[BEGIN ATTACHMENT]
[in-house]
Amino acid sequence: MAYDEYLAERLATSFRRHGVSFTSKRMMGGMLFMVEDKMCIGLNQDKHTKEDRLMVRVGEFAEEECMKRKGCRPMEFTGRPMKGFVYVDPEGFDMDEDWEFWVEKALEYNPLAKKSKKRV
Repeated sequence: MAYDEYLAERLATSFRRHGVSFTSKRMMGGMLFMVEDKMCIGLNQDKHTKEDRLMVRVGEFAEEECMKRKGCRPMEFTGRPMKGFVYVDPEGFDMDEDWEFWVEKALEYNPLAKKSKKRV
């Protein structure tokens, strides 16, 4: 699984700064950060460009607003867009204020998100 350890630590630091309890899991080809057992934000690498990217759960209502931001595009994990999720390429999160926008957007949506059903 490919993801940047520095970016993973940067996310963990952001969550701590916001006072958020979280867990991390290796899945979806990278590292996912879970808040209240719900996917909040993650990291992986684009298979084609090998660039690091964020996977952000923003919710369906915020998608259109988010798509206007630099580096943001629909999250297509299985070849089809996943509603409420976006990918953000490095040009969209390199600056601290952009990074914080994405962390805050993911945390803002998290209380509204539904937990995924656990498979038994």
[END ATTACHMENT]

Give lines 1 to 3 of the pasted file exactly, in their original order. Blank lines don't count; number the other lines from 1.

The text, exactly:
[in-house]
Amino acid sequence: MAYDEYLAERLATSFRRHGVSFTSKRMMGGMLFMVEDKMCIGLNQDKHTKEDRLMVRVGEFAEEECMKRKGCRPMEFTGRPMKGFVYVDPEGFDMDEDWEFWVEKALEYNPLAKKSKKRV
Repeated sequence: MAYDEYLAERLATSFRRHGVSFTSKRMMGGMLFMVEDKMCIGLNQDKHTKEDRLMVRVGEFAEEECMKRKGCRPMEFTGRPMKGFVYVDPEGFDMDEDWEFWVEKALEYNPLAKKSKKRV